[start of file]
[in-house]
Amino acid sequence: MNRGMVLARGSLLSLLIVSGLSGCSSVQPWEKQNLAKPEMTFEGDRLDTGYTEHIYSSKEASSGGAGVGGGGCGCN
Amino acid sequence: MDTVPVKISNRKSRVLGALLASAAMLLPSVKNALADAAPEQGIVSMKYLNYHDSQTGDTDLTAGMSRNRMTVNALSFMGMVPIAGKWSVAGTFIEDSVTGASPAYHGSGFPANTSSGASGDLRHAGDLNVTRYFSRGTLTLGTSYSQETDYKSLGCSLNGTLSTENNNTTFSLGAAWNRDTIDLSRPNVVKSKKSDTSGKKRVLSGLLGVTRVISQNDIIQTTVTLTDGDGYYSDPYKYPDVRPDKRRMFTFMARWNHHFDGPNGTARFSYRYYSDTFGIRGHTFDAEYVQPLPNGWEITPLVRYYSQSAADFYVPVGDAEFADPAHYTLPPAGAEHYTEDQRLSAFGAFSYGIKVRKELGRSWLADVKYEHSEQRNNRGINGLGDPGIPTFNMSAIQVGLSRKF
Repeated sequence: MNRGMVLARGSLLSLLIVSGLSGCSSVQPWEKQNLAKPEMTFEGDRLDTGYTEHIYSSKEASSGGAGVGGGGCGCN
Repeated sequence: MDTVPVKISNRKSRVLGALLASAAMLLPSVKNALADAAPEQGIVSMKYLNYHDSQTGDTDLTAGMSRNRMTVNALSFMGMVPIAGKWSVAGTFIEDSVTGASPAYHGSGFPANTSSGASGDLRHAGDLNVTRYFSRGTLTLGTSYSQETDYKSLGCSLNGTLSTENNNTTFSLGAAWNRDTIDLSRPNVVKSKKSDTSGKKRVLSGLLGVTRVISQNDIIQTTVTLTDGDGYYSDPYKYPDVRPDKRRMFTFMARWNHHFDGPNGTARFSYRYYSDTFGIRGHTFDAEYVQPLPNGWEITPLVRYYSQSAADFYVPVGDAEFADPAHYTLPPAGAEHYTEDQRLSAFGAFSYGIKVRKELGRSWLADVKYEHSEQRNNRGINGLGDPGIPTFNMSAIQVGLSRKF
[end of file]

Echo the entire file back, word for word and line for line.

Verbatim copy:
[in-house]
Amino acid sequence: MNRGMVLARGSLLSLLIVSGLSGCSSVQPWEKQNLAKPEMTFEGDRLDTGYTEHIYSSKEASSGGAGVGGGGCGCN
Amino acid sequence: MDTVPVKISNRKSRVLGALLASAAMLLPSVKNALADAAPEQGIVSMKYLNYHDSQTGDTDLTAGMSRNRMTVNALSFMGMVPIAGKWSVAGTFIEDSVTGASPAYHGSGFPANTSSGASGDLRHAGDLNVTRYFSRGTLTLGTSYSQETDYKSLGCSLNGTLSTENNNTTFSLGAAWNRDTIDLSRPNVVKSKKSDTSGKKRVLSGLLGVTRVISQNDIIQTTVTLTDGDGYYSDPYKYPDVRPDKRRMFTFMARWNHHFDGPNGTARFSYRYYSDTFGIRGHTFDAEYVQPLPNGWEITPLVRYYSQSAADFYVPVGDAEFADPAHYTLPPAGAEHYTEDQRLSAFGAFSYGIKVRKELGRSWLADVKYEHSEQRNNRGINGLGDPGIPTFNMSAIQVGLSRKF
Repeated sequence: MNRGMVLARGSLLSLLIVSGLSGCSSVQPWEKQNLAKPEMTFEGDRLDTGYTEHIYSSKEASSGGAGVGGGGCGCN
Repeated sequence: MDTVPVKISNRKSRVLGALLASAAMLLPSVKNALADAAPEQGIVSMKYLNYHDSQTGDTDLTAGMSRNRMTVNALSFMGMVPIAGKWSVAGTFIEDSVTGASPAYHGSGFPANTSSGASGDLRHAGDLNVTRYFSRGTLTLGTSYSQETDYKSLGCSLNGTLSTENNNTTFSLGAAWNRDTIDLSRPNVVKSKKSDTSGKKRVLSGLLGVTRVISQNDIIQTTVTLTDGDGYYSDPYKYPDVRPDKRRMFTFMARWNHHFDGPNGTARFSYRYYSDTFGIRGHTFDAEYVQPLPNGWEITPLVRYYSQSAADFYVPVGDAEFADPAHYTLPPAGAEHYTEDQRLSAFGAFSYGIKVRKELGRSWLADVKYEHSEQRNNRGINGLGDPGIPTFNMSAIQVGLSRKF